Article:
Back in May Oculus quest was released, it is a standalone device that allows you to use VR without needing to use any PC or wires. Until then you needed a high end computer to run games or experiences on VR so developers and creators didn't had to reduce as much when creating content or avatars for VRChat.
During 2018 Q4 Polygonal Mind's team made a challenge of making 100 characters in 100 days, you can check more about it here.
Me and my friend Alejandro Peño joined the studio as interns and were tasked with a project where we had to prepare, optimise and upload over 100 characters to VRChat for the Oculus Quest.
It was challenging workload but through consistent job, we were able to transform this characters into optimised avatars for VRChat.
Some characters have proven to be more difficult than others, so I will make sure to explain you what problems I faced when fixing non optimal characters and how I managed to solved them. Even though we used Maya in the studio, any of this knowledge is applicable to any 3D modelling software.
So I'll recap a series of problem I faced when setting them for VRChat.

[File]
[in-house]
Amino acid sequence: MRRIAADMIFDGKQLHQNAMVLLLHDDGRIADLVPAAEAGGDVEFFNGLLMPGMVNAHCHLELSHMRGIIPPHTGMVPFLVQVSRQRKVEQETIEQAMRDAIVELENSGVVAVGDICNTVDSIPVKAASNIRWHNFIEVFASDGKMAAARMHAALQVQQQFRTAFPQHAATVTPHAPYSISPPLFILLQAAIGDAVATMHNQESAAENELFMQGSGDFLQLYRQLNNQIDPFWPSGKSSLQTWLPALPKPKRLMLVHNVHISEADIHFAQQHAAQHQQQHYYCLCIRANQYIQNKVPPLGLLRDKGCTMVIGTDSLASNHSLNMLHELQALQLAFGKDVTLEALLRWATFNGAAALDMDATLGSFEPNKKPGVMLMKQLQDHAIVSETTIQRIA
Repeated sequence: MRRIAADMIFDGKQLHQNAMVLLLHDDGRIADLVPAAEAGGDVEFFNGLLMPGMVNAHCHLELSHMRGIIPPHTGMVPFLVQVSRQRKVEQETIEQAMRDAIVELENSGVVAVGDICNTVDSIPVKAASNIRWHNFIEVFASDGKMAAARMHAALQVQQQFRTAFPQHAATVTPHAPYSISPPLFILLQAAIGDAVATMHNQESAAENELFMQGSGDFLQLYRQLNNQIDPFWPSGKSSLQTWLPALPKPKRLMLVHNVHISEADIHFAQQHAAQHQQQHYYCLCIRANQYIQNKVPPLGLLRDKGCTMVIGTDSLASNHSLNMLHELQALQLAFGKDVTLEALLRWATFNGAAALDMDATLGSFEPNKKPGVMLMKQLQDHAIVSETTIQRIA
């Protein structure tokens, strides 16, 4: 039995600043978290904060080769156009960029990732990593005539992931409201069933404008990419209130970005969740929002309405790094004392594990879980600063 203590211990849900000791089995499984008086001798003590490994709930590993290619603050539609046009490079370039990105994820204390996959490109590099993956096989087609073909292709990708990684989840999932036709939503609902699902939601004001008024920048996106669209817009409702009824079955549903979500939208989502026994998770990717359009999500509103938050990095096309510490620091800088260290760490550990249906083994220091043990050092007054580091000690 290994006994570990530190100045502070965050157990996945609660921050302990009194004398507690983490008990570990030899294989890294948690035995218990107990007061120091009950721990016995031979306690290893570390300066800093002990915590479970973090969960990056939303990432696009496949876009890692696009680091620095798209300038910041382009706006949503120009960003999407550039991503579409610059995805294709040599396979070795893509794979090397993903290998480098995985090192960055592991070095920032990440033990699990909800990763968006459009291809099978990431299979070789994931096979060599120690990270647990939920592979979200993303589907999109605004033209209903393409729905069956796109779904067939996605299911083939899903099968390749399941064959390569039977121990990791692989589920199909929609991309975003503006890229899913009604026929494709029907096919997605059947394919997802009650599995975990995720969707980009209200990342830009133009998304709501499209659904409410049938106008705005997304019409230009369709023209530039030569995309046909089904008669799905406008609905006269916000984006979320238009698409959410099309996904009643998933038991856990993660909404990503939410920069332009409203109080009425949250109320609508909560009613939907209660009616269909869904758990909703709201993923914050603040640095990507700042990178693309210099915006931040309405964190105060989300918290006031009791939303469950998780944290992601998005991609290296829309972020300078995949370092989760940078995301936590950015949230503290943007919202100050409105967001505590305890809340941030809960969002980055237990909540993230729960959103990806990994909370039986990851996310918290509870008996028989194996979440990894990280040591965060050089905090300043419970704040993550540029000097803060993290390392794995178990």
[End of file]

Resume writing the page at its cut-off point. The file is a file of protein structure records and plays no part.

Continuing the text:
Lets start optimizing
VRChat team provided the following rules to follow when it comes for Quest avatars:
Step 1 - Reducing Textures
This might be the easiest of all steps.
All the characters used 2048x2048 textures. So we had to reduce them to the desirable size.
In Photoshop, we created a new project with 1024x1024 pixel resolution. And then we imported all textures. Once they were all in and adjusted to the box, we exported each layer as an independent PNG.
Since they already had the appropriated name, we had 100 textures ready to go.
Step 2 - Polycount reduction
Most of the models had the right poly count, but some others didn't.
Franky's head is a clear example, it had 12572 triangles.
Here are some rules we follow when it comes to reducing polygons:
... wait... What if the maps seams are non optimal?
What can you do when there are map seams literally everywhere? That's what happened to the 50th character, Samuela.
We duplicated the model, and started deleting edges without thinking too much about the seams or texture, since we were going to make a new UV layout once the model is reduced.
Once in Zbrush with every mesh and the old texture imported, we took the old Samuela model, subdivided it and made the texture to be poly paint.
Beware, Zbrush applies color to the model's vertex, so you will need to subdivide your model until it reach a million of points so you can keep as much detail as possible of the texture.
Time for to project the high model polypaint into the new one by subdividing the number of polys of the new to match the old one and now simply project the old Samuela to the new one. Repeat this part for every subdivision you have until you get enough texture detail on the new model.